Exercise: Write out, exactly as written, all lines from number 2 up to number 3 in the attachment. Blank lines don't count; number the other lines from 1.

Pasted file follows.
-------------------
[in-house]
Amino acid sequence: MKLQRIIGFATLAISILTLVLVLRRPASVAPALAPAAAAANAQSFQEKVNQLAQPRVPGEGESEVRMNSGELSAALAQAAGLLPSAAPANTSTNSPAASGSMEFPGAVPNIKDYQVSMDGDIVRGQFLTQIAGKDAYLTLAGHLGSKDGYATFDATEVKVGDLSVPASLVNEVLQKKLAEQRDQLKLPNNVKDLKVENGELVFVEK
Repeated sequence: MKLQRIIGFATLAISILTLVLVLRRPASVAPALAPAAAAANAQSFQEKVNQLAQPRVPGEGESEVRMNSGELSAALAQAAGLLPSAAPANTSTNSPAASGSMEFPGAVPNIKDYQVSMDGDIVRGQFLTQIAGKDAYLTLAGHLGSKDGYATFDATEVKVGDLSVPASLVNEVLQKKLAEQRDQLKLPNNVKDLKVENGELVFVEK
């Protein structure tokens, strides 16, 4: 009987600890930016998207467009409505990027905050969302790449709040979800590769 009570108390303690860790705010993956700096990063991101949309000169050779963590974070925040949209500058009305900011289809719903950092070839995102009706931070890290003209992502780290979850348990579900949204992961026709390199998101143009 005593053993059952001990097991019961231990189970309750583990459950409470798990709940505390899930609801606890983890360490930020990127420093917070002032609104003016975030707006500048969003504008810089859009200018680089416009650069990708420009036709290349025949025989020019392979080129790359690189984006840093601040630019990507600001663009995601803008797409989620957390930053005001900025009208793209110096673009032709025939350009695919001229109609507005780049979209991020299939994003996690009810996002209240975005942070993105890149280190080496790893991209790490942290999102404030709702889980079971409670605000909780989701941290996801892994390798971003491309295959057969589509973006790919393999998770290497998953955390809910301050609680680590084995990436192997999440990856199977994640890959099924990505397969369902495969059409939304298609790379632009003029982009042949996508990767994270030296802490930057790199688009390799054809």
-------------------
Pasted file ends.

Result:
Amino acid sequence: MKLQRIIGFATLAISILTLVLVLRRPASVAPALAPAAAAANAQSFQEKVNQLAQPRVPGEGESEVRMNSGELSAALAQAAGLLPSAAPANTSTNSPAASGSMEFPGAVPNIKDYQVSMDGDIVRGQFLTQIAGKDAYLTLAGHLGSKDGYATFDATEVKVGDLSVPASLVNEVLQKKLAEQRDQLKLPNNVKDLKVENGELVFVEK
Repeated sequence: MKLQRIIGFATLAISILTLVLVLRRPASVAPALAPAAAAANAQSFQEKVNQLAQPRVPGEGESEVRMNSGELSAALAQAAGLLPSAAPANTSTNSPAASGSMEFPGAVPNIKDYQVSMDGDIVRGQFLTQIAGKDAYLTLAGHLGSKDGYATFDATEVKVGDLSVPASLVNEVLQKKLAEQRDQLKLPNNVKDLKVENGELVFVEK